By Rod Slings
Central Iowa Long Spurs Member
Hunting safety expert and retired Iowa DNR law enforcement supervisor,
“This day changed lives!”
A quote heard over and over, from our hunters and our volunteers, at the 2015 Wheel’n Sportsmen Turkey Hunt. The weather was not what we had ordered. Conditions were strong winds and heavy rain beginning at sunrise and that came in waves. However, that did not dampen the spirits of our hunters in the turkey woods. At the end of the hunt, 11-year-old Quinton was the one hunter that harvested a turkey.
As the hunters and volunteers began to arrive at 3:00 a.m. (yes, that’s in the morning), the excitement began to build. The camouflaged clad silhouettes came in, one at a time, armed with big smiles and filled with anticipation of what the day had in store. Without hesitation, handshakes, hugs, the reestablishment of old friendships and establishing of new ones began. Those in wheelchairs, power chairs and those that needed just a little guidance were welcomed and made comfortable to find a place at the breakfast table.
Welcoming everyone was first on the agenda, followed by introductions, a prayer for safety and thanks for the resource about to be enjoyed. A hot breakfast was served, along with the Pledge of Allegiance and a safety briefing was all part of the plan.
Then, Team Todd, Team Cole, Team Angie, Team Quinton, Team Matthew, and more, began to load up and head for the turkey woods with guides and helpers ready to begin their hunt. Blinds had been set, those that needed to be lifted into Utility Terrain Vehicles were lifted, those that need to be driven to the door of the blind were carefully guided in the dark.
This event is about people helping people, kindness, respect and love of the outdoors all rolled into one event. It changes people in just a few hours; it creates life long bonds between those that do not have the luxury of easy mobility and those that before this event took it for granted.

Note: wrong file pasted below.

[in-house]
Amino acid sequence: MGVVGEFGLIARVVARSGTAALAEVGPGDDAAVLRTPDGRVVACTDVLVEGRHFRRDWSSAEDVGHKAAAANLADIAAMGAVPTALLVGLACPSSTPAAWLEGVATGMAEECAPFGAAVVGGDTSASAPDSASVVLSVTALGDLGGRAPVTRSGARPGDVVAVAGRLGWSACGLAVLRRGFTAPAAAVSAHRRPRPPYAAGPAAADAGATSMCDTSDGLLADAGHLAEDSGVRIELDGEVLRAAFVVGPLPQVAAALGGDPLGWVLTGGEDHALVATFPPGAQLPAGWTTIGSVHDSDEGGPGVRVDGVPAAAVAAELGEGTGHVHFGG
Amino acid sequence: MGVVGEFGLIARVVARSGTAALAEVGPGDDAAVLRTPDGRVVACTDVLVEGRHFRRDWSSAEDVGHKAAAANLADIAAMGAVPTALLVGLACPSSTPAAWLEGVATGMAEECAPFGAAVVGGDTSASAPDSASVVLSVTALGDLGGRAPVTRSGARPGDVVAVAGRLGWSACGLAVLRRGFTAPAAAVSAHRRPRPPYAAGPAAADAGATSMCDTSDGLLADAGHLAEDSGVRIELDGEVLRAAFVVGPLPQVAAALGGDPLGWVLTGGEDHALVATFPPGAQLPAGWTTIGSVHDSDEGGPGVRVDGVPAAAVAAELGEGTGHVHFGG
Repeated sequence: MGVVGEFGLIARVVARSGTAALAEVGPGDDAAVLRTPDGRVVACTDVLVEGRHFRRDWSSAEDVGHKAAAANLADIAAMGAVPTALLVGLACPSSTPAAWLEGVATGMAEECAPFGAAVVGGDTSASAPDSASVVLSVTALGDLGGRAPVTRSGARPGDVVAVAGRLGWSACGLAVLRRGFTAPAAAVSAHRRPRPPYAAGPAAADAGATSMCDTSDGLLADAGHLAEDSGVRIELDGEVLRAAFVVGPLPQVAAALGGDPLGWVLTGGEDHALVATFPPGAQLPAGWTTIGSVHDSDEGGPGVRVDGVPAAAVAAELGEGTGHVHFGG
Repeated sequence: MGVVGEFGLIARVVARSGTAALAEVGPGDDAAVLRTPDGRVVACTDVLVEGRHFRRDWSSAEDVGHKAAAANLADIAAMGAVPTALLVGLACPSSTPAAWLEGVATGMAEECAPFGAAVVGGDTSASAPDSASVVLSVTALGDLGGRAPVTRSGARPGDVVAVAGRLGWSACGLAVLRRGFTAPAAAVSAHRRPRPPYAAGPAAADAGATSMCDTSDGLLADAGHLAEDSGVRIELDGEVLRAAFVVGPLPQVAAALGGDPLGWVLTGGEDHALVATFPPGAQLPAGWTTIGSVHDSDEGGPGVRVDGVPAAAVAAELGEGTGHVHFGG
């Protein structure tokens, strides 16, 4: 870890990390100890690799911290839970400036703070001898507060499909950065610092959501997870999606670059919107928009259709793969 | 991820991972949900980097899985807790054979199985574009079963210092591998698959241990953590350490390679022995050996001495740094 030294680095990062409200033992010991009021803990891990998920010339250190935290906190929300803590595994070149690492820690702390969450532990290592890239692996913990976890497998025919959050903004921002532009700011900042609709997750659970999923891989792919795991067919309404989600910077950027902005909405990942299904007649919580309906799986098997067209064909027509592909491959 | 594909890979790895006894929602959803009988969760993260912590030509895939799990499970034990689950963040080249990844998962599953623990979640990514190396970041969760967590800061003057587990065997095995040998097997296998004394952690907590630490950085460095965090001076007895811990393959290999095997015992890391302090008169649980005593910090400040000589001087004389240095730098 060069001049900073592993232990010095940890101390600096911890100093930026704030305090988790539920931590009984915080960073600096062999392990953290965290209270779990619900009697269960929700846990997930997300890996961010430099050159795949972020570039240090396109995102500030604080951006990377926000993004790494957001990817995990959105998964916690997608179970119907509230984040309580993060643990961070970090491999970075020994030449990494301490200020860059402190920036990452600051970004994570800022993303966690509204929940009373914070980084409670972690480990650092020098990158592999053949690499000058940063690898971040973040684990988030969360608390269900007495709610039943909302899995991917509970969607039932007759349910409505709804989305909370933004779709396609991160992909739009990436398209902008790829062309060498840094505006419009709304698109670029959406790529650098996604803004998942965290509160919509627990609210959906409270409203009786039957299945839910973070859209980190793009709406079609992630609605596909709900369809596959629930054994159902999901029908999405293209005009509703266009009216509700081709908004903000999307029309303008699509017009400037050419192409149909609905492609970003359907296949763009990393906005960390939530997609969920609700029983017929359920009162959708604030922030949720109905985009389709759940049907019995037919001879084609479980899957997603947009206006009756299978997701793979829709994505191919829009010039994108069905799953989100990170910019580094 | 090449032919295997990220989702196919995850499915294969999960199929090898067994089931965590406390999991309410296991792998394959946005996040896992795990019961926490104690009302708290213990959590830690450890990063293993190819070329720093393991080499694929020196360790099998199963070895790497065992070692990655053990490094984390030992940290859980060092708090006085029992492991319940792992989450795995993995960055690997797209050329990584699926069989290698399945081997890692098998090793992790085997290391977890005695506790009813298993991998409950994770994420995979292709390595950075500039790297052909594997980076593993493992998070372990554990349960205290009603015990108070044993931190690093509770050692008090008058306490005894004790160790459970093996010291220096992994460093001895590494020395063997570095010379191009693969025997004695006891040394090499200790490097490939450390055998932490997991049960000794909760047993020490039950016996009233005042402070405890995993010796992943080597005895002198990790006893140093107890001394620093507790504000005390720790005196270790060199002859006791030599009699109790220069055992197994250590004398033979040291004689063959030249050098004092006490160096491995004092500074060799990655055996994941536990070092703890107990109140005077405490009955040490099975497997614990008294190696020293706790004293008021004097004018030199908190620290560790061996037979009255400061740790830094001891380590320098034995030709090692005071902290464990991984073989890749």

It’s about sitting beside an American hero and hearing their stories of war in a dark hunting blind.
It’s about sitting next to someone whose life changed in a moment in time, then reflecting on one's own life.
The harvest of a turkey is just a small part of being part of this spring morning in Iowa.
It’s about life.
It’s about empathy, courage and watching the world wake up in a place where everyone is equal in creation.
Listening closely, watching for someone who cannot see.
It’s about being their eyes, being their helper, or just being their friend.
Some think this event is about harvesting turkeys, but it is so much more than that.
It’s about life; it is about improving the quality of lives.
It’s about a new adventure for a person that is now a hunter that just happens to be mobility challenged.
It’s also about a helper who is now surrounded by a new environment, which even brings rejuvenation to their soul.
It’s about the guide that is helping share the gift of the hunt in this wild outdoor place.
Finally, for everyone involved, it’s the excitement of the sound of a gobble or songbirds singing the praises of a new day.
For these hunters, it’s not like their yesterday, it’s about making memories today, for their tomorrow.
The results of this event cannot be measured. It can only be shared, enjoyed and become part of our individual life stories. It’s not certain whose lives are most improved or impacted by this experience. We can only hope it improves those lives that this event is intended for, only if for a few hours, or reflecting on their memories made and the photographs taken.
A very special thanks to the American heroes at Camp Dodge, whose passion for helping disabled veterans participating in our hunt is always beyond the call of duty! The Rangers and Staff at the U.S. Army Corp of Engineers at Saylorville Lake and their never-ending hospitality with meeting space, for planning, site preparation and scouting for success. The Staff at Polk County’s Jester Park and hosting our base camp for the event and providing hunting blind locations. Thanks to our volunteers for giving of their time and skills to serve as guides and helpers those who make this event possible. Also, to our cooks who serve a wonderful breakfast and celebration lunch to all of those who attend. Most importantly, thanks to our extraordinary hunters and their families.
We want to thank each of them for allowing us to honor them with an experience we hope they will treasure as much as we do.